Housing Design Should Consider Dementia Requirements, Report Urges

Housing providers are being urged to consider the design and adaptability of the homes they build in order to successfully meet the needs of those with dementia, with a new report revealing barriers to home improvements such as lack of knowledge about what can be achieved, organising building work and paying for it.

The Housing for People with Dementia – Are We Ready? report, compiled by the All Party Parliamentary Group (APPG) on Housing and Care for Older People, makes recommendations about certain home adaptations, including wider doorways, accessible bathrooms and kitchens to enable independence.

Soft design recommendations were also made, such as the use of tactile and visual cues, the auditory impact of surfaces, signposting and so on.

The majority of people with dementia live in ordinary homes, with only a small number living in specialist housing, it was found, despite the fact that evidence suggests living in specialist housing can reduce NHS costs and social care budgets.

Other interesting design-related revelations included that escape signage can be confusing (especially the running man signs) so these should be kept to a minimum, mirrors in lifts may put someone with dementia off from going in the lift so these could be removed entirely or a roller blind hung up over the mirror, and glazing to internal fire doors can also discourage people from opening them.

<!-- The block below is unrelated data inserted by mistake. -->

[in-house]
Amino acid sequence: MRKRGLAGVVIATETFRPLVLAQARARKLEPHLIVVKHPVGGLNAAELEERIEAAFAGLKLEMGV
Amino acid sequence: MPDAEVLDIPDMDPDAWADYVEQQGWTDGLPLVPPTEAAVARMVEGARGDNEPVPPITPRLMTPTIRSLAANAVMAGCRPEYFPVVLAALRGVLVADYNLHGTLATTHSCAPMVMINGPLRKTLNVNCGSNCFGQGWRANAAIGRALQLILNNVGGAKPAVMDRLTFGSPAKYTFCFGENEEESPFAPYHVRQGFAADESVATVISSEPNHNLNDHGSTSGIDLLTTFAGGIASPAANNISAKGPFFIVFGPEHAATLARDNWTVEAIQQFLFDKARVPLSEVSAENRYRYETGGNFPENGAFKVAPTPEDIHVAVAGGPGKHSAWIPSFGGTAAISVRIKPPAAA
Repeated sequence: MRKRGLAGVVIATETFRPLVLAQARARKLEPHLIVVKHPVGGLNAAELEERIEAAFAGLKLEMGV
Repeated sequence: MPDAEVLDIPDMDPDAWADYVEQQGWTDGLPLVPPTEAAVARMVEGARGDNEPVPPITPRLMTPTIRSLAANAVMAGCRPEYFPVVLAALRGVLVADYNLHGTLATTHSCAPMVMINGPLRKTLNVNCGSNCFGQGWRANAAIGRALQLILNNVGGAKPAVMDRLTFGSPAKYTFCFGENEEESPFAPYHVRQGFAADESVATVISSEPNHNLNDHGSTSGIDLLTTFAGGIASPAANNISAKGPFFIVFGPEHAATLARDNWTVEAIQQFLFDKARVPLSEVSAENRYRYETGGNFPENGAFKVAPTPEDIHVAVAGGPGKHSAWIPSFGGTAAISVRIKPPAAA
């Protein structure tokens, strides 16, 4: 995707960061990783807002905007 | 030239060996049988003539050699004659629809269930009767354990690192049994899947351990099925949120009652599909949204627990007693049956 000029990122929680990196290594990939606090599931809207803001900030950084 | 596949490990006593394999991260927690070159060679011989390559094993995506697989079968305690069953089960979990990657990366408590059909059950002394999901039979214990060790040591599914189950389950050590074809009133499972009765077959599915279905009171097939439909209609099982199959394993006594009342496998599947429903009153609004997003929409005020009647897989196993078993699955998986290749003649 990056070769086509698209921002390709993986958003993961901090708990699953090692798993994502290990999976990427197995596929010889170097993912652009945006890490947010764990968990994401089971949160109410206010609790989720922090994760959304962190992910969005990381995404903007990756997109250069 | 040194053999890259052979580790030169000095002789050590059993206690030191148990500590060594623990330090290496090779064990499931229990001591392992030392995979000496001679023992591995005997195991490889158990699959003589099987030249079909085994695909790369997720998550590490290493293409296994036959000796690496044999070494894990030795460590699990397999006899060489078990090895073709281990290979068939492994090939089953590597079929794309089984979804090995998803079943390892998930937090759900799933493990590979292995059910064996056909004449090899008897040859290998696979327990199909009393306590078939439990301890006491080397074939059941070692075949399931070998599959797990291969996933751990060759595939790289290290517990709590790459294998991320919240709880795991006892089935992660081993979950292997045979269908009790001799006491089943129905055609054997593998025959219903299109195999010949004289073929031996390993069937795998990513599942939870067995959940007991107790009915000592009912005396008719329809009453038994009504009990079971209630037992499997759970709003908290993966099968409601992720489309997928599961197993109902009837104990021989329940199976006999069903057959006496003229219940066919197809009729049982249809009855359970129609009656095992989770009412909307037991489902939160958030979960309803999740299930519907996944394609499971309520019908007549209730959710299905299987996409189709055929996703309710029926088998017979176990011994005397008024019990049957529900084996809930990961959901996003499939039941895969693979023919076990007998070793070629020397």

Lord Best, co-chair of the APPG, wrote in the foreword to the report: “There are no vaccines for dementia. Every care decision is a housing decision, as one of our expert witnesses told us.

“Get the housing right and life with dementia can be eased; a move into residential care can be avoided or postponed, and places in hard-pressed care homes kept available for others who really need them.”

The Alzheimer’s Society has a dementia-friendly housing guide that could prove useful for anyone thinking of making home adaptations at this time.

Figures show that there is only enough specialist housing to accommodate five per cent of those over the age of 65, with 95 per cent of homes lacking even basic accessibility features. However, home adaptations improved the quality  of life for 90 per cent of people, as well as for carers.

The idea is to ensure that people with dementia can carry on living in their own homes for as long as possible, retaining their independence as they get older. 

Physical spaces should be easy for people with dementia to navigate, as well as being accessible, to help them enjoy a more meaningful and inclusive life, so space and design should be incorporated in the creation and maintenance of suitable housing. Design features should be considered in the planning stages, but existing properties can also be retrofitted.

For help and advice relating to accessible bathrooms, get in touch with Absolute Mobility today.


If you’re working from home and need to update your mobility bathroom for extra accessibility, then visit our site today, or if you are interested in finding out more information call us on 01491 411041 or visit our website.

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